Flash Historical Stock Chart Tutorial (Yahoo Data)


 

I like investing in and following the stock market. I also like developing in Adobe Flash. What a great flash tutorial idea to develop a stock application! What I have got for everyone here today is an interactive chart in Flash that dynamically grabs stock prices and other data from the Yahoo finance feed , parses, and then displays historical prices for any stock from it’s IPO (initial public offering) to present day. Additionally, because of sandbox security restrictions, your flash player cannot access external sites such as yahoo.com, only items on the same hosting server. To bypass this security restriction, a couple of php proxys were also written and stored on my server, which act as middlemen for the flash application to grab ticker information from Yahoo icharts.


The entire application is a couple hundred lines of code, but on the positive side, this is a pure actionscript 3 application, so no actual Flash IDE functionality,  external movieclips, etc.. was needed! Directly below is the source code for the tutorial in addition to a LIVE, WORKING demo of the stock chart! Enjoy this great Flash and Actionscript 3 tutorial, from the one and only, flash cove tutorial site!

Place both the flash file and two php scripts (BE SURE TO CHANGE FORMATTING FROM .TXT TO .PHP!) in the same directory/folder, and then run the “stock_chart.fla”



Here’s the final yahoo finance based stock graph, in a compiled flash program, for your enjoyment:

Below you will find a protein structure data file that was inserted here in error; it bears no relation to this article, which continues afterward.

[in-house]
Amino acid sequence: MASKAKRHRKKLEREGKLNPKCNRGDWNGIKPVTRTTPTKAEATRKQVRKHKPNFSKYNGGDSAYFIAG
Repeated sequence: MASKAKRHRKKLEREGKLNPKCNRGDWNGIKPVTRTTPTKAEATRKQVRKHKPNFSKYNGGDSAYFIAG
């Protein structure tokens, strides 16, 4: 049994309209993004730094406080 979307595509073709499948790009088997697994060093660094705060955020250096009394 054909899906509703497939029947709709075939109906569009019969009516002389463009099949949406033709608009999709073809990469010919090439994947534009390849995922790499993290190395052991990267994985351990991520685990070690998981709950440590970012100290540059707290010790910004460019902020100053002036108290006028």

You can trace the historical stock prices anywhere on the flash chart by tracing along with your mouse. I defaulted with the big blue chip Microsoft (MSFT), but you can search any stock listed on the market by typing it up in the top right corner, such as AAPL for Apple Inc, CSCO for Cisco, CMG for Chipotle, F for FORD, YHOO for Yahoo, ONTY for Oncothyreon (which, with Stimuvax, is a great stock right now), etc..., and then pressing enter. Enjoy!

With that, lets get to work on the actual flash tutorial for this sweet stock application.

 

Since there is a lot of code for this flash stock chart tutorial, I am only going to go over the actionscript source code in high detail. It is up to you to decipher the smaller facets within. I’ve lined the code with a few comments to help you identify where certain objects are laid out and created, but feel free to leave a comment below if you need any help or want to post some suggestions to me or others on the flash cove.

With that, let’s get to the actual development for this flash tutorial:

INITIALIZATION

var arr:Array;
var max:Number;
var max_volume:Number;
var increment_level:Number;
var titleLoader:URLLoader;
var input_field:TextField = new TextField();
var stock_line:Sprite;
var volume_array:Array;
var year_array:Array;
var top_left:Point = new Point(15,40);
var dimensions:Point = new Point(800,300);

var displayed_data:Array = new Array();

This first part is pretty easy, we are just initializing some global variables in flash for our stock chart to use.

  • An array to stock price numbers and data
  • variables for max stock price and maximum volume
  • for every pixel on the chart, how many days we advance in the price history (that’s our increment_level)
  • titleLoader is our download wrapper for obtaining the tickers company name
  • input_field is where we can type in new stock tickers to search
  • stock_line is the actual stock price line on the screen, a flash sprite
  • volume_array is the series of lines at the bottom of the stock chart indicating volume; all sprite lines.
  • year_array are all the little text values indicating years on the bottom of the stock price chart (from IPO to current)
  • top_left is a point marking where our chart begins on the screen
  • dimensions obviously mark the width and height we want for the chart. This is scalable to whatever you like
  • displayed_data is storage for our formatting setups

And with that, let’s get to a little bit more initialization. Some actual sprites and graphics on the flash screen.

//initialization of all the little labels and formatting for the stock chart